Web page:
Morecambe mum’s laser hair treatment battle

Cheryl Howe, of Morecambe, is fighting for laser hair treatment for her medical condition. Photo: 'Thomas Temple/
Cheryl Howe, of Morecambe, is fighting for laser hair treatment for her medical condition. Photo: 'Thomas Temple/
Share this article

A mum-of-two who spends up to £2,000 a year on razors to shave excess facial hair has been left devastated after NHS laser treatment to get rid of the hair ended after one treatment.

Cheryl Howe, 33, of Clarence Street, Morecambe, had undergone one treatment at Leeds Teaching Hospital in January to try to eradicate her facial hair for good.

But six months later, after she hadn’t heard anything about a further appointment from the hospital, she called and was told she was no longer on the waiting list as her treatment was ‘cosmetic.’

She said: “They did a test area on the back of my neck to see if it reacted to the laser and it hasn’t grown back.

“They said they would give me a ring within six months but I didn’t hear anything so I rang them and was told I am no longer on the list.

“I’ve been waiting nine years for this treatment, and now I have to go back to my GP, to be referred back to dermatology in three or four months time and then go on the list again.

I just want to feel normal and now I’m heartbroken

Cheryl Howe

“Where is the cut off point for vanity and what I’m going through?

“I just want to feel normal and now I’m heartbroken.

“I need to raise £4k to pay for the treatment myself now, which I shouldn’t have to do.

“If I have to wait another nine years I could be a grandma by then, I want this done while I’m still young.

“It’s been a bit of a kick in the teeth.”

Cheryl, a parts advisor for a car firm, was diagnosed with Polycystic Ovarian Syndrome (PCOS) aged 12.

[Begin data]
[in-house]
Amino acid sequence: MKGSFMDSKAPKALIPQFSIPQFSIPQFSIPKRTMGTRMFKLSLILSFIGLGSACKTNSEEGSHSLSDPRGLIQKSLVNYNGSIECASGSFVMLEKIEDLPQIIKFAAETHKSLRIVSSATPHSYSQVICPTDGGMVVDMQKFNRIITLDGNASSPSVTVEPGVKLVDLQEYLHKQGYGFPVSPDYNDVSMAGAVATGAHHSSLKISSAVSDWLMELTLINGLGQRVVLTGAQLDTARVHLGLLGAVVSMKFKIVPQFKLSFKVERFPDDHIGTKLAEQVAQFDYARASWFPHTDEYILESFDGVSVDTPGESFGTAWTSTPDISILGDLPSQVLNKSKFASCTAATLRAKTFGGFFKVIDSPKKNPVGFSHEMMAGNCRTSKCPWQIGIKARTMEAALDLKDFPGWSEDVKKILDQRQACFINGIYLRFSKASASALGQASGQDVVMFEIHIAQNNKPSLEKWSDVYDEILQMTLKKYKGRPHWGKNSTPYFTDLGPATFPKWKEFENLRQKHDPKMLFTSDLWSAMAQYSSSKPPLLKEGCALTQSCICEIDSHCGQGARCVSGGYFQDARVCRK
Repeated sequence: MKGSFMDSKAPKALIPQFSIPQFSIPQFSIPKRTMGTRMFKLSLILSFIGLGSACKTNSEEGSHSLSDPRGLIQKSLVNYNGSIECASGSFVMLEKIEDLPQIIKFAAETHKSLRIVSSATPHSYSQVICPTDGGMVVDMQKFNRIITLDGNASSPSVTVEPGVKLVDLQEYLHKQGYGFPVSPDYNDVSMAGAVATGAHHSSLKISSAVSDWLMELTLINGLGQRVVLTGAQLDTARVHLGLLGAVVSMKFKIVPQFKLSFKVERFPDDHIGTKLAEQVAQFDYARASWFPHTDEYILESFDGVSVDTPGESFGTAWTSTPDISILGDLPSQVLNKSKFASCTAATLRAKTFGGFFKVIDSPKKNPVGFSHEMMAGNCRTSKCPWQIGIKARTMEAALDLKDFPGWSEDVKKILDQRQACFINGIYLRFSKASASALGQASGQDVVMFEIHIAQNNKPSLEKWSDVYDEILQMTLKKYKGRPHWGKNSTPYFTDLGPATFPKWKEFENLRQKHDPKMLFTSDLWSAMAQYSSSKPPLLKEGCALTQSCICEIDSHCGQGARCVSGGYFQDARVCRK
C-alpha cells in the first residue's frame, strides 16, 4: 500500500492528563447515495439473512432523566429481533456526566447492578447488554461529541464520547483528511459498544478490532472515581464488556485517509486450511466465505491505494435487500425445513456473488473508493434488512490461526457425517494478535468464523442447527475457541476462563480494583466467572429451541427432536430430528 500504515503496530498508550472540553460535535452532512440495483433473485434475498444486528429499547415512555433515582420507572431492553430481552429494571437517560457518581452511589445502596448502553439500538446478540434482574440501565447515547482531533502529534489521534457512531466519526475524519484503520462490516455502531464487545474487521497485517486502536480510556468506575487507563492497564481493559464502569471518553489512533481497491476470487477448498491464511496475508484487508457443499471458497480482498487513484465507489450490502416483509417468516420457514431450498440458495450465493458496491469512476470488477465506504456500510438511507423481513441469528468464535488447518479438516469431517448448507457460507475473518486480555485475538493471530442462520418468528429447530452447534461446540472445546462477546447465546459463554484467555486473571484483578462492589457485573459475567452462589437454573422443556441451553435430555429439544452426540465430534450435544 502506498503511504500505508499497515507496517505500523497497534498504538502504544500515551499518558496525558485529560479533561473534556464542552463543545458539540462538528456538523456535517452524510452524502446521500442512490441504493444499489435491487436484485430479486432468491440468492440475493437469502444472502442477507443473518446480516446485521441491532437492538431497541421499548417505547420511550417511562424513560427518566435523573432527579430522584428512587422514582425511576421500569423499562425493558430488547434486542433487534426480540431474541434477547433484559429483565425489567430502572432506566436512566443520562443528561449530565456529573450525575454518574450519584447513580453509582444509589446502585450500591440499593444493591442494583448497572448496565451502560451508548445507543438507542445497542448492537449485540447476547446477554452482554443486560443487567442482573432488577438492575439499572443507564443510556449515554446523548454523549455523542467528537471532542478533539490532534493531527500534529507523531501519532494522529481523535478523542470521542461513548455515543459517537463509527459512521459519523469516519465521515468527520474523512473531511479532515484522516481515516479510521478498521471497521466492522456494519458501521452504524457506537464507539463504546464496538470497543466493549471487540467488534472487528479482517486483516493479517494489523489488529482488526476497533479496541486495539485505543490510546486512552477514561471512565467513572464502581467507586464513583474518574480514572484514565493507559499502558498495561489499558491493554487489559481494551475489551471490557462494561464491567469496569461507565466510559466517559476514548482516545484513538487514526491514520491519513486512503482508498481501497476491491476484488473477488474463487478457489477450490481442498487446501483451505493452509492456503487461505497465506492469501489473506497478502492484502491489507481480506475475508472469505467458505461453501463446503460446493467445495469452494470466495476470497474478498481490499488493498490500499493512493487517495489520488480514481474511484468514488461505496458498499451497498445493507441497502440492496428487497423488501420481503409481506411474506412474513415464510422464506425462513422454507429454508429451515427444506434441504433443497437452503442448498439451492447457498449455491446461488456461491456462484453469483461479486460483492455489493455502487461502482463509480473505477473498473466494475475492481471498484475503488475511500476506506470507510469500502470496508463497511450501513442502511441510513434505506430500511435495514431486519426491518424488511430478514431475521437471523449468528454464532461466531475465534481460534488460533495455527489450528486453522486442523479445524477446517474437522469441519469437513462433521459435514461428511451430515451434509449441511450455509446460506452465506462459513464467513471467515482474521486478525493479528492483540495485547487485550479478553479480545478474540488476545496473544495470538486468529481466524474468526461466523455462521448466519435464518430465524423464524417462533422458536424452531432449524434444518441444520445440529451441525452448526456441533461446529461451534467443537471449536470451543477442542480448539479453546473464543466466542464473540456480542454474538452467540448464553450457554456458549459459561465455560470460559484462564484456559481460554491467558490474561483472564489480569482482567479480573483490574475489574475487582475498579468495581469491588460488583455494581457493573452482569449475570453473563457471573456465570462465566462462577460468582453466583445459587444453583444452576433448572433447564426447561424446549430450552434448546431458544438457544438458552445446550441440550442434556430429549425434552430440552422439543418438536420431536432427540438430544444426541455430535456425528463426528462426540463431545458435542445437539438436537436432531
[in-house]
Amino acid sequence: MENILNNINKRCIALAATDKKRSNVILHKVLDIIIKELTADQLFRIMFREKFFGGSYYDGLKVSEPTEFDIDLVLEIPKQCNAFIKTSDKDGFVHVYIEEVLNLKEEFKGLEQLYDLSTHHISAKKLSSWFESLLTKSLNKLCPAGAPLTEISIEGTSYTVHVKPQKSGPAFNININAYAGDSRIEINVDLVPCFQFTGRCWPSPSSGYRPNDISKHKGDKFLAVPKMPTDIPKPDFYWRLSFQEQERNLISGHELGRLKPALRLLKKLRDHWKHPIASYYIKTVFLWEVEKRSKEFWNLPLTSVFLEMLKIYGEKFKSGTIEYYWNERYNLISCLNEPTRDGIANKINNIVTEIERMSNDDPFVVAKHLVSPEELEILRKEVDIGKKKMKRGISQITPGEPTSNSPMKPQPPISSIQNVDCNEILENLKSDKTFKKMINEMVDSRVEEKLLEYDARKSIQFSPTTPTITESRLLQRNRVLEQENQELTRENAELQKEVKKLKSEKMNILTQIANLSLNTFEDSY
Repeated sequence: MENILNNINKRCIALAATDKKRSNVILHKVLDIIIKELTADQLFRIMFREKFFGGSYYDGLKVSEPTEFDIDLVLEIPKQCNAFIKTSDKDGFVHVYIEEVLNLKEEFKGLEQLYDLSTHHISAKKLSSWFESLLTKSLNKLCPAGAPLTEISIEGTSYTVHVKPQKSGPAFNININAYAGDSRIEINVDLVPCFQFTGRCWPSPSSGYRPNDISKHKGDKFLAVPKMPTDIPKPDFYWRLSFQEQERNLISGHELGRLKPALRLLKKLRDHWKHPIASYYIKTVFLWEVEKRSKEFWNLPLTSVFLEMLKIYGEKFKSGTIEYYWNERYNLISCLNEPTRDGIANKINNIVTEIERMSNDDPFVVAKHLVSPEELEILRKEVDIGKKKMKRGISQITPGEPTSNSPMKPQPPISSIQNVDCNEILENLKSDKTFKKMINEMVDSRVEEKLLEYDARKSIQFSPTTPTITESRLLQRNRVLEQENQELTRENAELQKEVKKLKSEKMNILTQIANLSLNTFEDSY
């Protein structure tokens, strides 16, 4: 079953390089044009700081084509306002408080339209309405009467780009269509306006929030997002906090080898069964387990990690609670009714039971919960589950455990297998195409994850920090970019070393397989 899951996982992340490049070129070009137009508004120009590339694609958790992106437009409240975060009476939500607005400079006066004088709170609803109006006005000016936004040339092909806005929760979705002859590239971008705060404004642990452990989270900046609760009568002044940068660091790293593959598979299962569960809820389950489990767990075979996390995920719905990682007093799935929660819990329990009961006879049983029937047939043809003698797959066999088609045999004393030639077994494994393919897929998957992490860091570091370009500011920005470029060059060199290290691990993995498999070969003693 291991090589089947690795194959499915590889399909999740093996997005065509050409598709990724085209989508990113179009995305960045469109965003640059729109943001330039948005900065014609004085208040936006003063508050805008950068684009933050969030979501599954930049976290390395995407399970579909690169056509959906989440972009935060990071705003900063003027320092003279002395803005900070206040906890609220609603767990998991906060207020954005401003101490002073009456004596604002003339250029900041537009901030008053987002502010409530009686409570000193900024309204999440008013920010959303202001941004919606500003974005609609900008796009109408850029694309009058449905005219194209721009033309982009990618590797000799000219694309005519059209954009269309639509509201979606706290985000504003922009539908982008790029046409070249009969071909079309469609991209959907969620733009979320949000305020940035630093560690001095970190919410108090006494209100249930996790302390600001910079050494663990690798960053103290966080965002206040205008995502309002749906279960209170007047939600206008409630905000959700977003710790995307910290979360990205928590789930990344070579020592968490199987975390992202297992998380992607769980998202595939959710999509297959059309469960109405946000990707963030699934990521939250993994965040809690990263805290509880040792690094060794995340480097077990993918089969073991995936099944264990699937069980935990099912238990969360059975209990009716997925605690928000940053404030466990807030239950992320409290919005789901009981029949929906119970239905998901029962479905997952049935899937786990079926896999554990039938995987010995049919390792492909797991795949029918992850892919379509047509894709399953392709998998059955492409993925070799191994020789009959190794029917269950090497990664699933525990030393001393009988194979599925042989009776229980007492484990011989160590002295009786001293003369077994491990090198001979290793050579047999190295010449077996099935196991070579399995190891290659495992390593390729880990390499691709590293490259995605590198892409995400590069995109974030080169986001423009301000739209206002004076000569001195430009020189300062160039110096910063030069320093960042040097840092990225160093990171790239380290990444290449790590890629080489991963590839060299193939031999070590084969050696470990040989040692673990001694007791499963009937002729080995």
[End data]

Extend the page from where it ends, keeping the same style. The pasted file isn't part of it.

She said: “I was bullied and beaten up at school. I used to get called Gorilla and Cheesy Cheryl.”

She has to shave her face, breasts, stomach and legs to get rid of the excessive hair.

She said: “My hair growth has cost me jobs, relationships - it even ruined my first few years with my daughter. I couldn’t be a mum or a wife, because I just didn’t feel like a woman.”

She has also been targeted by trolls on the internet. Cheryl said: “I had messages pushed through my door and I became too afraid even to go out. My self-esteem was very low.

“But I got lots of support too. People from all over the world apologised for what was said to me.

“Even Conchita Wurst sent me a message saying ‘I really apologise, you shouldn’t be penalised.”

Cheryl has constantly campaigned for treatment for women whose lives are blighted by the condition.

She said: “This isn’t cosmetic. I have a disfigurement. It’s horrendous I’ve had to wait so long for it.”

Cheryl has set up a funding page at

She is also planning a sponsored walk and bike ride to raise funds for her treatment.

A spokesman for NHS Lancashire North CCG said: “NHS Lancashire North Clinical Commissioning Group makes decisions about the funding of medicines and other interventions on a population basis for the majority of treatments.

“The CCG has a limited amount of money to spend, and has a public duty to spend this appropriately across the range of health care needs.

“In all cases the decision made by the panel is based on the clinical effectiveness of the procedure for a particular patient and not on financial grounds.”